HomePole Vaulter's Innocent Photo Almost Ruins Career

Pole Vaulter’s Innocent Photo Almost Ruins Career

We all have a need to be recognized for our talent, drive, and hard work. But what if something completely out of your control happens and you become famous for something else entirely? 

That’s exactly what happened to Allison Stokke when she was only 17 years old. And you won’t believe the lengths she had to go through to get her life back.

Californian girl Allison Stokke had been raised in a very competitive and athletic household. 

David, her older brother, was a National level competitive gymnast. Their parents had always assumed that Allison would follow in his footsteps, and they were surprised when she didn’t.

Gymnastics never ignited Stokke’s passion. But it wasn’t long before she discovered pole vaulting and decided that it was her sport of choice. 

Naturally competitive and athletic, she was a natural. By the time she was only 15 years old she was already well on her way to setting records.

Allison Stokke quickly became one of the youngest pole vaulting stars of her time. 

With many hours of practice and heaps of dedication, she vaulted 12 ft 6 in and won the US title in return. Incredibly, she was able to set a record at just 15 years old.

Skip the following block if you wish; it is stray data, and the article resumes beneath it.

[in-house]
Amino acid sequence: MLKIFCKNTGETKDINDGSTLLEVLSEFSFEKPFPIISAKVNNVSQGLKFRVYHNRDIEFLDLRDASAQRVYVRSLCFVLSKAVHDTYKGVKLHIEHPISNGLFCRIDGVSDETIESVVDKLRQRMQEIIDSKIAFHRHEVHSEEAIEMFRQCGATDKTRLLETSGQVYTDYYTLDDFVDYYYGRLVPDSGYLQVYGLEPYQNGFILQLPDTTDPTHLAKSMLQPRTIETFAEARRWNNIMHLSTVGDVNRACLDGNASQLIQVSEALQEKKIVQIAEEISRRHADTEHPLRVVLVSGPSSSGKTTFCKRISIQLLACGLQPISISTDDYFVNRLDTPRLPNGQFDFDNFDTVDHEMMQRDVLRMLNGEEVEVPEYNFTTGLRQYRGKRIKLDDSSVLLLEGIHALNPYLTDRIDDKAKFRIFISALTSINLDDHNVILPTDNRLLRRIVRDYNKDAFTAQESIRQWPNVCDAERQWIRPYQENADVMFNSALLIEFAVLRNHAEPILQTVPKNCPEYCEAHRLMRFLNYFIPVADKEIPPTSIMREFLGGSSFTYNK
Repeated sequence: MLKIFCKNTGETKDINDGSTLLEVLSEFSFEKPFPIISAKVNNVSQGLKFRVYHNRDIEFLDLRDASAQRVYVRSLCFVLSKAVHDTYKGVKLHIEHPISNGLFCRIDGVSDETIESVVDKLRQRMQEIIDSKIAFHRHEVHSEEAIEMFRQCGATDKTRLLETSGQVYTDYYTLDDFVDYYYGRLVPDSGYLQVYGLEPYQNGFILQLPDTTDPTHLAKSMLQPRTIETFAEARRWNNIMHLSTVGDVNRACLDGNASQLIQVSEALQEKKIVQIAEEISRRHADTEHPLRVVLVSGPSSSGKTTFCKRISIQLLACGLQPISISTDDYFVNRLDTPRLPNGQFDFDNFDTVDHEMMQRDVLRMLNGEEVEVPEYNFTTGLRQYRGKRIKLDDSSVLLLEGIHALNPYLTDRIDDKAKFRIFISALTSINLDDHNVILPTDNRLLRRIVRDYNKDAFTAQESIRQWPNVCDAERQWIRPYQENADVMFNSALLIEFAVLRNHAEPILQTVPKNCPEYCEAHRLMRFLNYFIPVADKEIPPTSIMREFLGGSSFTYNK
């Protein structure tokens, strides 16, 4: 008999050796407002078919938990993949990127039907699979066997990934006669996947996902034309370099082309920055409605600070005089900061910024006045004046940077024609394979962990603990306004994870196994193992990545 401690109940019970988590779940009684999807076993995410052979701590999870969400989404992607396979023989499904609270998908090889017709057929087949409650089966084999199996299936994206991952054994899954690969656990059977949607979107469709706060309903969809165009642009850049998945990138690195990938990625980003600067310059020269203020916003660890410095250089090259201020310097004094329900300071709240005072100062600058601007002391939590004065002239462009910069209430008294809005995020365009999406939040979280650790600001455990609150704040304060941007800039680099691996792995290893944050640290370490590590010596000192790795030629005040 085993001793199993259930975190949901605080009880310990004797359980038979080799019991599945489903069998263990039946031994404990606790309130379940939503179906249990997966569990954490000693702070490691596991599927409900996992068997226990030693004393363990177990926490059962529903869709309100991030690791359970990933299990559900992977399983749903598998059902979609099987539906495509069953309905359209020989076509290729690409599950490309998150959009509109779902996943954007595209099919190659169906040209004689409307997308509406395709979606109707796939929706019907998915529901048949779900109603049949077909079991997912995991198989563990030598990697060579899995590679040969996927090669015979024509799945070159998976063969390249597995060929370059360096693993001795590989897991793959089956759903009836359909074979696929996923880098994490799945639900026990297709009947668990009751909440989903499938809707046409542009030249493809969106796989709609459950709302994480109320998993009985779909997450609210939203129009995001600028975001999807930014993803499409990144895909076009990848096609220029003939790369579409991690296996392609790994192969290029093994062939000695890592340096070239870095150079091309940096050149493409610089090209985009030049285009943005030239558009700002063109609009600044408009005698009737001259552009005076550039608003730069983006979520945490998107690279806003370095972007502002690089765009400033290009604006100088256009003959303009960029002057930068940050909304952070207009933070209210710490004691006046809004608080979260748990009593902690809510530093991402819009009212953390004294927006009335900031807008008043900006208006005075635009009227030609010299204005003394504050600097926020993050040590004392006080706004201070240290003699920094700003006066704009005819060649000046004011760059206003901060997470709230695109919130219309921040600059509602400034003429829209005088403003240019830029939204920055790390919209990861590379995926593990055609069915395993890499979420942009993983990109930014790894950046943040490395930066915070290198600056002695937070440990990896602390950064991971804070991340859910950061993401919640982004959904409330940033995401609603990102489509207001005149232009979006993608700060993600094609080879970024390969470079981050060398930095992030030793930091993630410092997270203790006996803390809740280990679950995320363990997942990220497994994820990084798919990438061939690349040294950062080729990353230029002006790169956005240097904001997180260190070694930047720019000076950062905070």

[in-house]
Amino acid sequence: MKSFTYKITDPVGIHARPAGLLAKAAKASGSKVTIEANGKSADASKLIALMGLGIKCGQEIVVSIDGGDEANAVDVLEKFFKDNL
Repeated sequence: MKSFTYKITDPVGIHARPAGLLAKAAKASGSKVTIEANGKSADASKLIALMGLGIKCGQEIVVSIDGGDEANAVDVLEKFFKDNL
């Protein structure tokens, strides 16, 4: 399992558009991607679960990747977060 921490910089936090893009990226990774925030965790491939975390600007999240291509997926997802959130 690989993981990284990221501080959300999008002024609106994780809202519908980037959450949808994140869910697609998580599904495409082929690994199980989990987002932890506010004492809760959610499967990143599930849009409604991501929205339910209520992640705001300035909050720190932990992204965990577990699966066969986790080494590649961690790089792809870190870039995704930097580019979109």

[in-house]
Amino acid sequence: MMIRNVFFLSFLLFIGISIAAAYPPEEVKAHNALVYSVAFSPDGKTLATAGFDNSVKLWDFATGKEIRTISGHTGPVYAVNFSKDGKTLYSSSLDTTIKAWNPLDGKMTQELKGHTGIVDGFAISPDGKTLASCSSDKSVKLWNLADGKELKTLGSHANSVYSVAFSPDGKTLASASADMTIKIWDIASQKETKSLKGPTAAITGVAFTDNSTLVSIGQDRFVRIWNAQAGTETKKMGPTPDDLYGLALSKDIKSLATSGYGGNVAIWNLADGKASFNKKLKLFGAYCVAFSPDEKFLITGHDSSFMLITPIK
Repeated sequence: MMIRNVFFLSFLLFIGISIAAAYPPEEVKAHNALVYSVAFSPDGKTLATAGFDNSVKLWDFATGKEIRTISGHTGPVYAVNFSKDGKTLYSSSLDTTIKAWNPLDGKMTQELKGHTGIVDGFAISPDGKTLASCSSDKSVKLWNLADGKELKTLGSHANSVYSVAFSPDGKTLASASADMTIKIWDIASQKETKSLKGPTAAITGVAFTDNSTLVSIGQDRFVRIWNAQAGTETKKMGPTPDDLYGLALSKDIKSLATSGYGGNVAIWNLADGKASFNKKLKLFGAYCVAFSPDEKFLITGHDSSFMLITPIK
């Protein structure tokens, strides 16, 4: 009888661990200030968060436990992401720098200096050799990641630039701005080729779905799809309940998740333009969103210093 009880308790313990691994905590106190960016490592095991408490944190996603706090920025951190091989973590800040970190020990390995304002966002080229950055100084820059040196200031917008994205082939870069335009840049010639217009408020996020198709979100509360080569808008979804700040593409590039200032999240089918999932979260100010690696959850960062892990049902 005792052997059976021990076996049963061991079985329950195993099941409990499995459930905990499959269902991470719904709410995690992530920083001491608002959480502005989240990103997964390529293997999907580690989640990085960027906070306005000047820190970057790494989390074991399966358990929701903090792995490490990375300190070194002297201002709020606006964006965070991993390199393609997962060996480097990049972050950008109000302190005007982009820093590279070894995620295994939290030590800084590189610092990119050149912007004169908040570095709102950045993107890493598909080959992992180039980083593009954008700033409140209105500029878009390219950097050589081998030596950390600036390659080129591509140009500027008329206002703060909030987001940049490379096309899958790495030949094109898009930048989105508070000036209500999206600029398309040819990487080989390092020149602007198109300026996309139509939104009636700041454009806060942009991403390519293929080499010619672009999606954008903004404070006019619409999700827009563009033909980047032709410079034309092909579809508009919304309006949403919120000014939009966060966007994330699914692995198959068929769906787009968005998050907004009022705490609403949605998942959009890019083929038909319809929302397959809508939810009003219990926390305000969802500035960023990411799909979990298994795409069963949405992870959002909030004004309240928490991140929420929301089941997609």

But Allison Stokke didn’t just posess natural athletic abilities — she was a also a natural beauty.

While she was a senior in high school and not throwing herself into pole vaulting, she spent her free time as a beauty model as a side gig for some extra income. 

By her senior year, and despite having broken her leg early on in her high school career, Stokke was already being recognized as a serious and competitive pole vaulter.

Vaulting 13 ft 6 3/4 in, she went on to beat her own personal record and she finished eighth at the national junior championships.

With Leather was an incredibly popular sports blog in 2007, with a huge male fanbase. 

The viral site was especially notorious for objectifying women, particularly women in the sports arena. Unfortunately, Allison Stokke caught their eye and became their next target. 

That year, a journalist for a California track and field website took an action photo of Stokke at a competition she was attending in New York and made the mistake of posting it online. 

Unsurprisingly, the photograph quickly found its way to the With Leather website.

The original photographer didn’t exactly appreciate his work being used without his permission, under the headline, “Pole Vaulting Is Sexy, Barely Legal.” 

He threatened to sue With Leather’s owner if it wasn’t taken down, but the photo had already spread to other sites.

Stokke became the subject of a tribute site, which posted several images of her in pole vaulting competitions. 

From there, the images spread through social media, and fan sites cropped up that garnered thousands of followers.

Stokke and her family had hoped her newfound internet fame would be only temporary, as most things of this nature are. 

They couldn’t have been more wrong, and their struggle against the internet was only just beginning.

It only took a couple of weeks before the effect of Stokke’s photos were felt around the world. 

Comment pieces by The Washington Post, Los Angeles Times, The New York Times, the BBC, The Sydney Morning Herald, and the German weekly Der Spiegel all reflected on Stokke’s unwanted fame.